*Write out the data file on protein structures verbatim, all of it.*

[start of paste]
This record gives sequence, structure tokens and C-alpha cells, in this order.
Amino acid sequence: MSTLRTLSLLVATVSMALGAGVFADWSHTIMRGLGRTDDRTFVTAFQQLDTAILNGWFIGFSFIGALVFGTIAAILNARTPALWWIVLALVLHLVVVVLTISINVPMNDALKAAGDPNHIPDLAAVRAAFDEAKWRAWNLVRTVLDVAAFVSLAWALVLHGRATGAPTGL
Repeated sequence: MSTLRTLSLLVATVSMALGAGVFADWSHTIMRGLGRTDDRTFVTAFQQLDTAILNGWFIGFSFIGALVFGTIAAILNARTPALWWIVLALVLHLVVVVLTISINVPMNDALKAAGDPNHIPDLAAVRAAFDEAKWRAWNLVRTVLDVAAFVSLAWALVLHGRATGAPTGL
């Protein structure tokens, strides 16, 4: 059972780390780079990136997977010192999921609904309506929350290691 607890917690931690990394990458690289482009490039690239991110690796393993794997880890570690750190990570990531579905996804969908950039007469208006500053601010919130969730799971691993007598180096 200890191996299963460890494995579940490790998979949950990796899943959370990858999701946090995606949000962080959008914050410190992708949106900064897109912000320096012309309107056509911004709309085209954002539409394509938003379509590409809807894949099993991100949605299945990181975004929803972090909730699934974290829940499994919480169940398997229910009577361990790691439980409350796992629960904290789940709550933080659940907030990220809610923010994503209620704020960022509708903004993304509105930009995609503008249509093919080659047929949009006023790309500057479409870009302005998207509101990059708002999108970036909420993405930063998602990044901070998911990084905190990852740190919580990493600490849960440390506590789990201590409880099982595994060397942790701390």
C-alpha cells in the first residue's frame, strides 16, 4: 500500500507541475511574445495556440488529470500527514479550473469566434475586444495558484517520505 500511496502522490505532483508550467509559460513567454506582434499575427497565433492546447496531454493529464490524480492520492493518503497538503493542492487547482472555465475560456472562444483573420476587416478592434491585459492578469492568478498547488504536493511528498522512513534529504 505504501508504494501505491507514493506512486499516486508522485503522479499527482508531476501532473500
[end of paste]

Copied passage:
This record gives sequence, structure tokens and C-alpha cells, in this order.
Amino acid sequence: MSTLRTLSLLVATVSMALGAGVFADWSHTIMRGLGRTDDRTFVTAFQQLDTAILNGWFIGFSFIGALVFGTIAAILNARTPALWWIVLALVLHLVVVVLTISINVPMNDALKAAGDPNHIPDLAAVRAAFDEAKWRAWNLVRTVLDVAAFVSLAWALVLHGRATGAPTGL
Repeated sequence: MSTLRTLSLLVATVSMALGAGVFADWSHTIMRGLGRTDDRTFVTAFQQLDTAILNGWFIGFSFIGALVFGTIAAILNARTPALWWIVLALVLHLVVVVLTISINVPMNDALKAAGDPNHIPDLAAVRAAFDEAKWRAWNLVRTVLDVAAFVSLAWALVLHGRATGAPTGL
């Protein structure tokens, strides 16, 4: 059972780390780079990136997977010192999921609904309506929350290691 607890917690931690990394990458690289482009490039690239991110690796393993794997880890570690750190990570990531579905996804969908950039007469208006500053601010919130969730799971691993007598180096 200890191996299963460890494995579940490790998979949950990796899943959370990858999701946090995606949000962080959008914050410190992708949106900064897109912000320096012309309107056509911004709309085209954002539409394509938003379509590409809807894949099993991100949605299945990181975004929803972090909730699934974290829940499994919480169940398997229910009577361990790691439980409350796992629960904290789940709550933080659940907030990220809610923010994503209620704020960022509708903004993304509105930009995609503008249509093919080659047929949009006023790309500057479409870009302005998207509101990059708002999108970036909420993405930063998602990044901070998911990084905190990852740190919580990493600490849960440390506590789990201590409880099982595994060397942790701390």
C-alpha cells in the first residue's frame, strides 16, 4: 500500500507541475511574445495556440488529470500527514479550473469566434475586444495558484517520505 500511496502522490505532483508550467509559460513567454506582434499575427497565433492546447496531454493529464490524480492520492493518503497538503493542492487547482472555465475560456472562444483573420476587416478592434491585459492578469492568478498547488504536493511528498522512513534529504 505504501508504494501505491507514493506512486499516486508522485503522479499527482508531476501532473500